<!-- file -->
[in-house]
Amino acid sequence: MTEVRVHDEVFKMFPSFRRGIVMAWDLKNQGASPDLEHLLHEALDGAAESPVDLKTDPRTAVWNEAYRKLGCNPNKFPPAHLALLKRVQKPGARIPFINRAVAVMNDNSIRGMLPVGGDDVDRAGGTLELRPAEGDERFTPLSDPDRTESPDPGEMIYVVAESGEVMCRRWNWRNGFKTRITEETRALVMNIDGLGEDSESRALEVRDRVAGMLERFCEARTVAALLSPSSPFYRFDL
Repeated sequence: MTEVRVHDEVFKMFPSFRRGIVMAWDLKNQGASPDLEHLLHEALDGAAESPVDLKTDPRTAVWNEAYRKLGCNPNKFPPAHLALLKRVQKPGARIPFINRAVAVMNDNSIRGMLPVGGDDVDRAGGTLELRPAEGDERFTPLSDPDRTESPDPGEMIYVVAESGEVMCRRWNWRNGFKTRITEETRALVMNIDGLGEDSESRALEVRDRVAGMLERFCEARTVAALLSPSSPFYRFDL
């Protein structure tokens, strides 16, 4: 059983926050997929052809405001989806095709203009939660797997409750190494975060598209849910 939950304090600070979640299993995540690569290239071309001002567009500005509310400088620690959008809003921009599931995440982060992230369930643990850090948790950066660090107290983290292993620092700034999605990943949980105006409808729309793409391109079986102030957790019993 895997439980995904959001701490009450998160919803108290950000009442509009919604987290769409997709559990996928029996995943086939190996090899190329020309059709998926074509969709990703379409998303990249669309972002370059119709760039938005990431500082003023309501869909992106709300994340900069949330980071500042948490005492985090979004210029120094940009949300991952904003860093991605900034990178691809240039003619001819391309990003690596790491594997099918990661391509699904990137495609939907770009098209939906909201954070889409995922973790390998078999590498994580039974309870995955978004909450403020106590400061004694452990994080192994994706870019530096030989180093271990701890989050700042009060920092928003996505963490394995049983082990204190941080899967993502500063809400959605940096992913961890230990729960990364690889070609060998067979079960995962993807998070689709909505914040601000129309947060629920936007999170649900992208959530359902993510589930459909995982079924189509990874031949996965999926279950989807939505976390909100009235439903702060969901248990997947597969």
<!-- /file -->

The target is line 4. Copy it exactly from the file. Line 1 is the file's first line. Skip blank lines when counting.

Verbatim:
């Protein structure tokens, strides 16, 4: 059983926050997929052809405001989806095709203009939660797997409750190494975060598209849910 939950304090600070979640299993995540690569290239071309001002567009500005509310400088620690959008809003921009599931995440982060992230369930643990850090948790950066660090107290983290292993620092700034999605990943949980105006409808729309793409391109079986102030957790019993 895997439980995904959001701490009450998160919803108290950000009442509009919604987290769409997709559990996928029996995943086939190996090899190329020309059709998926074509969709990703379409998303990249669309972002370059119709760039938005990431500082003023309501869909992106709300994340900069949330980071500042948490005492985090979004210029120094940009949300991952904003860093991605900034990178691809240039003619001819391309990003690596790491594997099918990661391509699904990137495609939907770009098209939906909201954070889409995922973790390998078999590498994580039974309870995955978004909450403020106590400061004694452990994080192994994706870019530096030989180093271990701890989050700042009060920092928003996505963490394995049983082990204190941080899967993502500063809400959605940096992913961890230990729960990364690889070609060998067979079960995962993807998070689709909505914040601000129309947060629920936007999170649900992208959530359902993510589930459909995982079924189509990874031949996965999926279950989807939505976390909100009235439903702060969901248990997947597969």